Recently I have been looking into alternatives for the microblogging service Twitter. I was a huge Twitter fan until lately Twitter has shown its evil side by basically telling 3rd party client developers that they are not needed anymore.
The first service I checked out was identi.ca. Identi.ca is powered by the open-source Status.net software and has many similarities with Twitter. If you have been using Twitter for a while you’ll feel right at home there. One additional feature I really like are groups. You can create groups and when you write a status update with !groupname in it, the message gets send to the group, too. There are already thousands of groups on identi.ca and quite a few are very active, like the linux, ubuntu and gnu groups.
I have been using Google Buzz for a while now, but for some reason I am still not really comfortable with it. Usually I am a great fan of Google’s services but I have a hard time getting into Buzz. One reason might be the fact that Buzz is integrated with Gmail. I would prefer a standalone Buzz site. Finding people to follow etc. also seems to be much easier in other services, but perhaps that’s just me. Buzz may be a good alternative to Twitter if there was a standalone web app and some user interface improvements to make it more accessible.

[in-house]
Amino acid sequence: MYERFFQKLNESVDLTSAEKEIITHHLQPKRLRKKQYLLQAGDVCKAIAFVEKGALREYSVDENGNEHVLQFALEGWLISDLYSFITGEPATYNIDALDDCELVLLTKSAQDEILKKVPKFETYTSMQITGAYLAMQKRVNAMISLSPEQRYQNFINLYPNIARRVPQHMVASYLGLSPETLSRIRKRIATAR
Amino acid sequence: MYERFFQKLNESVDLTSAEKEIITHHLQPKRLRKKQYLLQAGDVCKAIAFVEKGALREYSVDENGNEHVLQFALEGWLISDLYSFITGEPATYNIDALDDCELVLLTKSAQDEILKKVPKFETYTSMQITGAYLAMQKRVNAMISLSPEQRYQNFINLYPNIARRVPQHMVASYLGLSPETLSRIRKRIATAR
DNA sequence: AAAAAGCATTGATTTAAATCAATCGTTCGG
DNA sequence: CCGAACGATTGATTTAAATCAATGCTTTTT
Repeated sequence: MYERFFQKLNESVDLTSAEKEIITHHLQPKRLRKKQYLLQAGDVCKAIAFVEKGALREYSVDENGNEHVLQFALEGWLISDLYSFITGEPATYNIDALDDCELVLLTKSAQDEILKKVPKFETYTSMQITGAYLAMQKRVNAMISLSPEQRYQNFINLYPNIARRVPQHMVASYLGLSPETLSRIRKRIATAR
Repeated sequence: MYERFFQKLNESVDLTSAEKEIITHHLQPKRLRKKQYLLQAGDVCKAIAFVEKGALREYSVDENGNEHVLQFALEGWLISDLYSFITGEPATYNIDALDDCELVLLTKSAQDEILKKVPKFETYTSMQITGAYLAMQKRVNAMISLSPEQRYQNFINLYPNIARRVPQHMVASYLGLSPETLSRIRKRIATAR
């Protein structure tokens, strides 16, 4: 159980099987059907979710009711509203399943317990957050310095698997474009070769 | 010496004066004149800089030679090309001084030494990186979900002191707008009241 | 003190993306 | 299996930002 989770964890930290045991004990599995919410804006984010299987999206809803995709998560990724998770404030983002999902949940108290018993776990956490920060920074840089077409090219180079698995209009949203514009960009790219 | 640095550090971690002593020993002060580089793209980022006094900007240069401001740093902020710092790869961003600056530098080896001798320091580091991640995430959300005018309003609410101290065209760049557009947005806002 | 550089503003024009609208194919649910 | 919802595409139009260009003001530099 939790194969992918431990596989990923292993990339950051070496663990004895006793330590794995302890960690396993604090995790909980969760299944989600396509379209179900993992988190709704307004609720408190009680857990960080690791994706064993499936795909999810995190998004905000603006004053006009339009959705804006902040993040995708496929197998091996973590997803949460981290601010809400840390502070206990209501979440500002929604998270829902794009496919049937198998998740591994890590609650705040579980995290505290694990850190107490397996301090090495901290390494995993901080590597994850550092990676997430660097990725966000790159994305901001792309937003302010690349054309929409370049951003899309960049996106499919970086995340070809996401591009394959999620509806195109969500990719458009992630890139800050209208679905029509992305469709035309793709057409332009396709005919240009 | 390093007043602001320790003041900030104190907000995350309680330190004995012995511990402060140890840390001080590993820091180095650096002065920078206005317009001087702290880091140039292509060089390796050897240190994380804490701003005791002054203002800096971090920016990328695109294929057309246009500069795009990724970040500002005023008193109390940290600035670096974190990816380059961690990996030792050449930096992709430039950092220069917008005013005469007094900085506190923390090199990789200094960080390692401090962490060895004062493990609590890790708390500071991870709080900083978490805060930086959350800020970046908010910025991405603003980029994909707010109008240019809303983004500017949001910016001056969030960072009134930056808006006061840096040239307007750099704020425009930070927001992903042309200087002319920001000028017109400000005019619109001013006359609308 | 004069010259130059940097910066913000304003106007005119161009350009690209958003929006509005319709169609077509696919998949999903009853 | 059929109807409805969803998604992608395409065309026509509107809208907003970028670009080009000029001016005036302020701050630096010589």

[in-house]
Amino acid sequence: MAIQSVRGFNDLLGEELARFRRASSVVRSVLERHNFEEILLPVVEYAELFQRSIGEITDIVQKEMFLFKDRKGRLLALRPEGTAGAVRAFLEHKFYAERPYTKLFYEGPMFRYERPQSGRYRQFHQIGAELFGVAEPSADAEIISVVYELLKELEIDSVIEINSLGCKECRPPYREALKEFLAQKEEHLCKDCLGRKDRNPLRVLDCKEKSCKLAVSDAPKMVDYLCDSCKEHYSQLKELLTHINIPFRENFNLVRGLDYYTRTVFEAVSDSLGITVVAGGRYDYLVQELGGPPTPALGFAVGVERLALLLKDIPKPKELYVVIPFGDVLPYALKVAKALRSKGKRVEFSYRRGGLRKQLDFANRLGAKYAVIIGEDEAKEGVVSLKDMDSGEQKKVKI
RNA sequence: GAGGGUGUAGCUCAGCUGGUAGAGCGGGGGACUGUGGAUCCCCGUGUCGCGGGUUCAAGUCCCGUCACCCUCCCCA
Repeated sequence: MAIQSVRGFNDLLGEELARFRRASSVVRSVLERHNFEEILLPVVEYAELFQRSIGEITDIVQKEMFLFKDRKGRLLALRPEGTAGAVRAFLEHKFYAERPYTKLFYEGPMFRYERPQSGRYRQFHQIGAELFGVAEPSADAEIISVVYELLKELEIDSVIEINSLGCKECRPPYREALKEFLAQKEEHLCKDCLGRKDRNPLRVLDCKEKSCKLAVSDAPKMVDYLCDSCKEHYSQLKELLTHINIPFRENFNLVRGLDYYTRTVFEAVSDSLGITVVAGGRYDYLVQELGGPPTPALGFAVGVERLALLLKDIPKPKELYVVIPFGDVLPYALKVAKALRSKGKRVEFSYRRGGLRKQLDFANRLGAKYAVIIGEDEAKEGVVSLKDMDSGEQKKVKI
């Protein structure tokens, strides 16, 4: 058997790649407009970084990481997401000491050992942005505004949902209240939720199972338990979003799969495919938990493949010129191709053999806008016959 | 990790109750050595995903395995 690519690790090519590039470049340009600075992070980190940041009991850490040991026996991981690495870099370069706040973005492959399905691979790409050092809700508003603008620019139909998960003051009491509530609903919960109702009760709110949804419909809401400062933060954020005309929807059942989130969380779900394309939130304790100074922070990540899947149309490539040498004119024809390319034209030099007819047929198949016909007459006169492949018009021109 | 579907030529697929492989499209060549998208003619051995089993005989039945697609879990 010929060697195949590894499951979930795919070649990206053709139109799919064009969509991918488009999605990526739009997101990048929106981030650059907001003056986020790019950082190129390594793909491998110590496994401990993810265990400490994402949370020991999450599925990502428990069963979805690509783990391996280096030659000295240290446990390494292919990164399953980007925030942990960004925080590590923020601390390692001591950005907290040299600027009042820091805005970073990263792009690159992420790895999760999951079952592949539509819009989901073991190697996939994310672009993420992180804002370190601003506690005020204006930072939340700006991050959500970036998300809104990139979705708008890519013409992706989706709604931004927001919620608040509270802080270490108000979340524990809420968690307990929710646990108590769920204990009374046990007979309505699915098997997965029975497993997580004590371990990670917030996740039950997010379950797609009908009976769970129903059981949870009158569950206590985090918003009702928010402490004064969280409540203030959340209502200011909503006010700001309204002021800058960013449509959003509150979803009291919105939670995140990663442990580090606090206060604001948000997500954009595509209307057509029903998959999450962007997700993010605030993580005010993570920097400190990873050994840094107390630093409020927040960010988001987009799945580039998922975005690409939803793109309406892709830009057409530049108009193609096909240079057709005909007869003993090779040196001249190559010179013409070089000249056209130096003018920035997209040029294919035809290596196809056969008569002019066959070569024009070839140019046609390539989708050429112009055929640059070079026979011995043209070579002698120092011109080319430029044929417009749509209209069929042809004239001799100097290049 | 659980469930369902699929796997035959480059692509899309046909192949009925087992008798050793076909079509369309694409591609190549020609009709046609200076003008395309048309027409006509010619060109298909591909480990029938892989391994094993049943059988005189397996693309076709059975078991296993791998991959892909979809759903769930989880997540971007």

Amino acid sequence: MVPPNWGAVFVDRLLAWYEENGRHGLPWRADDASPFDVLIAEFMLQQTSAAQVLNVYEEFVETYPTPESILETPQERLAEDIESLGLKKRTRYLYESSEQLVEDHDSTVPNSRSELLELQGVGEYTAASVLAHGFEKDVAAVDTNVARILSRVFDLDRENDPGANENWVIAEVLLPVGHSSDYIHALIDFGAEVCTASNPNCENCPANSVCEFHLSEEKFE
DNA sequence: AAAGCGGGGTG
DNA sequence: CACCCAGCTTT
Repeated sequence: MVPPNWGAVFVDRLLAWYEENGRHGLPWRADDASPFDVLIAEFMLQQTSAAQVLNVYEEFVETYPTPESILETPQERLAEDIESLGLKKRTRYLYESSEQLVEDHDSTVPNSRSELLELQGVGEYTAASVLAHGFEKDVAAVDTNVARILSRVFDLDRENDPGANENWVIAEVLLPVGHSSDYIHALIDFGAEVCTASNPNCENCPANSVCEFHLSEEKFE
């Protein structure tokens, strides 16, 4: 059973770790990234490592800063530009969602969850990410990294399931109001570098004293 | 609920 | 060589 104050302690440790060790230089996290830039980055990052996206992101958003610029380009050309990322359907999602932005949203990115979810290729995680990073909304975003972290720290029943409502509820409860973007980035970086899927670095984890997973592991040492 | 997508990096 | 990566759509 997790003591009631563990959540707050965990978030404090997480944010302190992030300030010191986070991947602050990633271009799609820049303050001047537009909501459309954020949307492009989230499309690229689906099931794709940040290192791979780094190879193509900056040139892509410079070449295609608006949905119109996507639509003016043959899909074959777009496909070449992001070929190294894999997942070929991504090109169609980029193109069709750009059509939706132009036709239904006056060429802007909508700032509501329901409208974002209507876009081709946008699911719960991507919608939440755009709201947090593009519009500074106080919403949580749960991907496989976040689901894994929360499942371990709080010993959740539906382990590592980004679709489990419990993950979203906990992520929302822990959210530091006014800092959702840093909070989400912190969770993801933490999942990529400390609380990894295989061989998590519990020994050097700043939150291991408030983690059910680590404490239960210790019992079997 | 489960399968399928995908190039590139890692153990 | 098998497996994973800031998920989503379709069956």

Last week I got an invitation to try out Diaspora*, an open-source social network which can be described as the Anti-Facebook. In Diaspora everything is private by default and you decide who of your friends can see a certain update and who doesn’t. The project is currently in its Alpha phase and changes and updates are made on a daily basis. I have to admit I like Diaspora a lot. Of course it’s too early to judge it, but I think it shows a lot of promise. Diaspora could definitely replace Facebook for me when it’s finally opened for the public.
There are still a couple of microblogging services I haven’t tried out yet. Google’s Jaiku looks nice but it is not using a Google account and I fear it might be abandoned at some point in the future. Posterous has some nice features and I have been using Posterous Groups for a while, but it’s not exactly what I have been looking for. It is more like a regular blog hosting service instead of a Twitter alternative. Tumblr might be worth a look, too.
For the time being, I will probably stay on Twitter (and Facebook) for a while longer while I experiment with identi.ca, Diaspora and Buzz. What microblogging and social network sites aside from Twitter and Facebook are you using and why? Every comment is highly appreciated!